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The Ukrainian conflict and gold prices

Reports abound that Tuesday’s (Sept. 2) drop in the price of gold was due to a ceasefire between Ukraine and separatist forces, or whatever you wish to call them.  Russian proxies–even Russian soldiers–would be more accurate.

It is unlikely that any resolution to the Ukrainian conflict will please the West.  Vladimir Putin holds all the cards, and right now analysts are only guessing at what Putin hopes to gain.

Some say it’s about re-establishing the old Soviet Russia, but other insightful analysts see it as protective move aimed at shoring up Russia’s defensive position.

Russia would like for Ukraine be a buffer to any future invasion from the West.  (Napoleon and Hitler invaded Russia through Ukraine.)  Putin thought that he had his buffer until Ukrainian President Viktor Yanukovych was deposed in what is widely thought to have been a CIA-directed effort.

Yanukovych had signed an economic agreement with Russia, after having rejected one with the European Union.  In what was a near civil war, Yanukovych fled to Crimea.  The CIA truly had the upper hand–then.

A hastily called election was won handily by Petro Poroshenko, who, to no one’s surprise, quickly aligned with the West and cancelled the agreement with Russia.  That was in May.

Shortly thereafter, so-called Russian separatists began open military assaults in eastern Ukrainian cities.  Now, Russian forces are openly operating in Ukraine.  Originally, they pretended to offer humanitarian relief to beleaguered Russia-sympathizers.  In recently days, Russian troops opened another front in southeastern Ukraine.

It is important to remember that in March Crimea voted to join the Russian Federation, a move that was approved by the Crimean parliament but that was condemned as a sham by Ukraine, Washington and many European nations.

Ukraine continues to assert that Crimea is an autonomous republic that is still part of Ukraine.  Regardless, Russian troops and personnel in Crimea essentially make it part of the Russian Federation.

The Russian absorption of Crimea was brought about by a Russian destabilization of the country, then a referendum in which the majority–sympathetic to Russia–voted to join the Russian Federation.

In the same manner, parts of eastern Ukraine are now being destabilized, and because many of the inhabitants there have links to Russia, a referendum could see parts of eastern Ukraine join the Russian Federation–Ukraine’s worst nightmare.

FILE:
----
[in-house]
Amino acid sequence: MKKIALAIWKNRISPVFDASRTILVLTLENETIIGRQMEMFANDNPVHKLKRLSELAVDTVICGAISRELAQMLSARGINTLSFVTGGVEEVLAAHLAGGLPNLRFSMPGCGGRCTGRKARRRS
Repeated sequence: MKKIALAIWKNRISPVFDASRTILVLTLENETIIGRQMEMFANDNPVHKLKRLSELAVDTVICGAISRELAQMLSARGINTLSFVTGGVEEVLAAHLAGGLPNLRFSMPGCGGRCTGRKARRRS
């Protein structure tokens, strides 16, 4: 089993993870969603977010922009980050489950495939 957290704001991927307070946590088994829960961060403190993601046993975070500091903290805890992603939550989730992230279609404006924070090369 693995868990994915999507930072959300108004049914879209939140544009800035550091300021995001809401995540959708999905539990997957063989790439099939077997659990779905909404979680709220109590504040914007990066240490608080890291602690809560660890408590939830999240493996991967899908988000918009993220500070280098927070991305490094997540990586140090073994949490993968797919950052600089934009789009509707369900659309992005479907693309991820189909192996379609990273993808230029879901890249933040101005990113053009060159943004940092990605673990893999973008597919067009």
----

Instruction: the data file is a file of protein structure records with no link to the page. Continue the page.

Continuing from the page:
Ironically, first the CIA engineers a near civil war that results in duly elected Yanukovych being deposed, then Putin counters with his own destabilization of Crimea, which results in Crimea becoming part of the Russian Federation.  Now, Putin is going after sections of eastern Ukraine.

Some analysts see the Russians demanding autonomous sovereignty for desired cities and regions in eastern Ukraine.  This would permit Russia to make agreements with the autonomous areas that would result in virtual absorptions by the Russian Federation.

Finally, some analysts see the Russians as simply wanting Ukraine to agree not to join the European Union or NATO, with a promise of no Western bases or troops in Ukraine.

The crux of the issue: Putin will not back down.  He holds all the cards.  The issue is how far the West will go militarily.  Don’t count on it a weak response, maybe delayed but not weak.  Oil is involved.

According to a May 17, 2014 article in the New York Times, with the annexation of Crimea Russia gained about 36,000 square miles of Black Sea offshore holdings, which had already been explored by major western oil companies.  Some petroleum analysts say the area’s potential may rival that of the North Sea.

Two years ago, interest in the area heated up when a large gas field was found in nearby Romanian waters.

Wars have been fought over lesser matters.  Frankly, I doubt Washington would really care who occupies and runs Ukraine, but now that oil is involved Big Oil’s influence will be felt in DC.

So far, gold’s reaction to developments in Ukraine suggest no serious West-Russian conflict.  If so, Russia will add to its already massive oil/gas reserves, much to the chagrin of Big Oil.  I fear, however, that because oil is in the picture the region may still see fireworks and the impact will move gold’s price higher.

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